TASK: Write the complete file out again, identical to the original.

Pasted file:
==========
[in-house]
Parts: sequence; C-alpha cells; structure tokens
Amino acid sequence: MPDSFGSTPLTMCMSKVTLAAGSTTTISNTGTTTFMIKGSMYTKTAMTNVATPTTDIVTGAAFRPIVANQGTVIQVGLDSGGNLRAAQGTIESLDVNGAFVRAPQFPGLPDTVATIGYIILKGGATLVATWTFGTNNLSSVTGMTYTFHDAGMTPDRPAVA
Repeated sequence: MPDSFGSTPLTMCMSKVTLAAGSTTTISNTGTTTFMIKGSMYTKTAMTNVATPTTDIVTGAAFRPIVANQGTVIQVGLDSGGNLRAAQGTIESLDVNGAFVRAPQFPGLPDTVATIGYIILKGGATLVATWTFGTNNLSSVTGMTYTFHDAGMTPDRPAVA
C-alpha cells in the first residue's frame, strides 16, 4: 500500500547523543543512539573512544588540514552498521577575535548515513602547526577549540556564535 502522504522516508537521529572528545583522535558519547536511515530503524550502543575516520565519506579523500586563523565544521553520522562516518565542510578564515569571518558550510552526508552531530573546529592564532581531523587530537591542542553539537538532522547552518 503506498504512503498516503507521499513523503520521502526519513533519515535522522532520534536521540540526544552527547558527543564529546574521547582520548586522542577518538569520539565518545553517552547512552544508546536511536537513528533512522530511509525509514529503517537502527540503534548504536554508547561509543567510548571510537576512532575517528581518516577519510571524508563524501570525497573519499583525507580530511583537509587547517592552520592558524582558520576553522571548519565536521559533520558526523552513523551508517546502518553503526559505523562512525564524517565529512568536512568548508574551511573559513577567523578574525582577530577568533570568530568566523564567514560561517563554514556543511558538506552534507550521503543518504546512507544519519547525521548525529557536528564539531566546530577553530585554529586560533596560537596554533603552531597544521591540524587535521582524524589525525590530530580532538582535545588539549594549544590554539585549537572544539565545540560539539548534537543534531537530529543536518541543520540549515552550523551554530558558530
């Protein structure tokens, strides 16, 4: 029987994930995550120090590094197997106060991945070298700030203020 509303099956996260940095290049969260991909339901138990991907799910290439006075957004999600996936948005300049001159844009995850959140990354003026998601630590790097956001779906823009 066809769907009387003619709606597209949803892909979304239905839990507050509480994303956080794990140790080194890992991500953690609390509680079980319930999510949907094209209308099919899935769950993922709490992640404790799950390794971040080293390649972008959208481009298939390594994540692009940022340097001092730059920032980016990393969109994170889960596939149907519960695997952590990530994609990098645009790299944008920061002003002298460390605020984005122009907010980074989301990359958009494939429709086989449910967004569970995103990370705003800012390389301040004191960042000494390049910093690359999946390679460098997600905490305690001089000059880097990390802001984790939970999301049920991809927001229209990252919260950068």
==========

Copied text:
[in-house]
Parts: sequence; C-alpha cells; structure tokens
Amino acid sequence: MPDSFGSTPLTMCMSKVTLAAGSTTTISNTGTTTFMIKGSMYTKTAMTNVATPTTDIVTGAAFRPIVANQGTVIQVGLDSGGNLRAAQGTIESLDVNGAFVRAPQFPGLPDTVATIGYIILKGGATLVATWTFGTNNLSSVTGMTYTFHDAGMTPDRPAVA
Repeated sequence: MPDSFGSTPLTMCMSKVTLAAGSTTTISNTGTTTFMIKGSMYTKTAMTNVATPTTDIVTGAAFRPIVANQGTVIQVGLDSGGNLRAAQGTIESLDVNGAFVRAPQFPGLPDTVATIGYIILKGGATLVATWTFGTNNLSSVTGMTYTFHDAGMTPDRPAVA
C-alpha cells in the first residue's frame, strides 16, 4: 500500500547523543543512539573512544588540514552498521577575535548515513602547526577549540556564535 502522504522516508537521529572528545583522535558519547536511515530503524550502543575516520565519506579523500586563523565544521553520522562516518565542510578564515569571518558550510552526508552531530573546529592564532581531523587530537591542542553539537538532522547552518 503506498504512503498516503507521499513523503520521502526519513533519515535522522532520534536521540540526544552527547558527543564529546574521547582520548586522542577518538569520539565518545553517552547512552544508546536511536537513528533512522530511509525509514529503517537502527540503534548504536554508547561509543567510548571510537576512532575517528581518516577519510571524508563524501570525497573519499583525507580530511583537509587547517592552520592558524582558520576553522571548519565536521559533520558526523552513523551508517546502518553503526559505523562512525564524517565529512568536512568548508574551511573559513577567523578574525582577530577568533570568530568566523564567514560561517563554514556543511558538506552534507550521503543518504546512507544519519547525521548525529557536528564539531566546530577553530585554529586560533596560537596554533603552531597544521591540524587535521582524524589525525590530530580532538582535545588539549594549544590554539585549537572544539565545540560539539548534537543534531537530529543536518541543520540549515552550523551554530558558530
């Protein structure tokens, strides 16, 4: 029987994930995550120090590094197997106060991945070298700030203020 509303099956996260940095290049969260991909339901138990991907799910290439006075957004999600996936948005300049001159844009995850959140990354003026998601630590790097956001779906823009 066809769907009387003619709606597209949803892909979304239905839990507050509480994303956080794990140790080194890992991500953690609390509680079980319930999510949907094209209308099919899935769950993922709490992640404790799950390794971040080293390649972008959208481009298939390594994540692009940022340097001092730059920032980016990393969109994170889960596939149907519960695997952590990530994609990098645009790299944008920061002003002298460390605020984005122009907010980074989301990359958009494939429709086989449910967004569970995103990370705003800012390389301040004191960042000494390049910093690359999946390679460098997600905490305690001089000059880097990390802001984790939970999301049920991809927001229209990252919260950068």